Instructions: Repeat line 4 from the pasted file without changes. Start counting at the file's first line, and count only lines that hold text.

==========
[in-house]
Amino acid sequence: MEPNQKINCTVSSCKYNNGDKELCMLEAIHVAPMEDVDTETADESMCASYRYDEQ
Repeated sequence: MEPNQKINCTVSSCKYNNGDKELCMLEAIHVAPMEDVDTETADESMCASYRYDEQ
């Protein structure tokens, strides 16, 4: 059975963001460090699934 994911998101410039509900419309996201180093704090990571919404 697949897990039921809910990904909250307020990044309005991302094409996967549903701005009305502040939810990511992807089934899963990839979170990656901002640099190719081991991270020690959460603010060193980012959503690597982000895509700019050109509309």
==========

């Protein structure tokens, strides 16, 4: 059975963001460090699934 994911998101410039509900419309996201180093704090990571919404 697949897990039921809910990904909250307020990044309005991302094409996967549903701005009305502040939810990511992807089934899963990839979170990656901002640099190719081991991270020690959460603010060193980012959503690597982000895509700019050109509309």